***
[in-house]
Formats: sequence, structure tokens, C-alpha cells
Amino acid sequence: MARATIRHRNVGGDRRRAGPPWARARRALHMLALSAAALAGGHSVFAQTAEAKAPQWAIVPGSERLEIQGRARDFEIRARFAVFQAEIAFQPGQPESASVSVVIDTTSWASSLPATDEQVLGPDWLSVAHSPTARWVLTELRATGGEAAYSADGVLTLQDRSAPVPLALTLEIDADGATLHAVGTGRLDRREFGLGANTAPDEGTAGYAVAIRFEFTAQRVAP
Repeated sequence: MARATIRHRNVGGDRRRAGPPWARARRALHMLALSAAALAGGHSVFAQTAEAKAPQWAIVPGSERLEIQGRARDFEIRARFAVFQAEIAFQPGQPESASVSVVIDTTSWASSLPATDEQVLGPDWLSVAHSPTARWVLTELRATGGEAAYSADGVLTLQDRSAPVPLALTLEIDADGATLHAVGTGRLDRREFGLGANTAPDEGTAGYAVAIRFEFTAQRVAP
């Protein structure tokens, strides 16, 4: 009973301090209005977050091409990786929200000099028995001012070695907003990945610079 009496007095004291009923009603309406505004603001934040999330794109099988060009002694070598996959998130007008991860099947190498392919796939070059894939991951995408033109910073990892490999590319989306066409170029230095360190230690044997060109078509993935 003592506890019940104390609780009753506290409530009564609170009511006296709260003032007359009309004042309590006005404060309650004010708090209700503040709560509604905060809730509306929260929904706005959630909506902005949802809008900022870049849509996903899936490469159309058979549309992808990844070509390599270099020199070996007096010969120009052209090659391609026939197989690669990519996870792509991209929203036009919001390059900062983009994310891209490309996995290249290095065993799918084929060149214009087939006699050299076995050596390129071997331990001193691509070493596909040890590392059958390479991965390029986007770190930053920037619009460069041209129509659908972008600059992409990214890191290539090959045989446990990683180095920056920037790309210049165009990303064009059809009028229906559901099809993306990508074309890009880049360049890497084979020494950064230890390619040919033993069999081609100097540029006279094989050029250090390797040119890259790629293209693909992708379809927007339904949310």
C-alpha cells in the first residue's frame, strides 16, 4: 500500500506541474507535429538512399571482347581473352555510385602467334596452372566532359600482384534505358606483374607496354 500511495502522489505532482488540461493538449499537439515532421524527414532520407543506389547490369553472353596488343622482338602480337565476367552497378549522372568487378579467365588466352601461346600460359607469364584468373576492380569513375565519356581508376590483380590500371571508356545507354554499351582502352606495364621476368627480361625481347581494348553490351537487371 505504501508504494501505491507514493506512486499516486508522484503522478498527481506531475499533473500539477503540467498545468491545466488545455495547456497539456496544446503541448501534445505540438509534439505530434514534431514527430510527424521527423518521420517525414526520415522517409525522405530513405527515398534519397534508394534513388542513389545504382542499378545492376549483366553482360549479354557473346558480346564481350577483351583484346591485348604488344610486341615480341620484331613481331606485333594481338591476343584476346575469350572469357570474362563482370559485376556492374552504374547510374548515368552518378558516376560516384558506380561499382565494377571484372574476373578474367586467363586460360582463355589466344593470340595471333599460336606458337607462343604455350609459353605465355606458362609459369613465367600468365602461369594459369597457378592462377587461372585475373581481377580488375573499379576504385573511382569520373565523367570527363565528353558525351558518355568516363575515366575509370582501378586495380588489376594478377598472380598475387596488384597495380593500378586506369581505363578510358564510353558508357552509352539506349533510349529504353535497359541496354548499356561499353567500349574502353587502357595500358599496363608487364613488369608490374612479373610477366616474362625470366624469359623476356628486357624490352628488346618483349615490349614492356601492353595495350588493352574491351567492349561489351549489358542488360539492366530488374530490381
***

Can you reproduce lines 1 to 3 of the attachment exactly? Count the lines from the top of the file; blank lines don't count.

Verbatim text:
[in-house]
Formats: sequence, structure tokens, C-alpha cells
Amino acid sequence: MARATIRHRNVGGDRRRAGPPWARARRALHMLALSAAALAGGHSVFAQTAEAKAPQWAIVPGSERLEIQGRARDFEIRARFAVFQAEIAFQPGQPESASVSVVIDTTSWASSLPATDEQVLGPDWLSVAHSPTARWVLTELRATGGEAAYSADGVLTLQDRSAPVPLALTLEIDADGATLHAVGTGRLDRREFGLGANTAPDEGTAGYAVAIRFEFTAQRVAP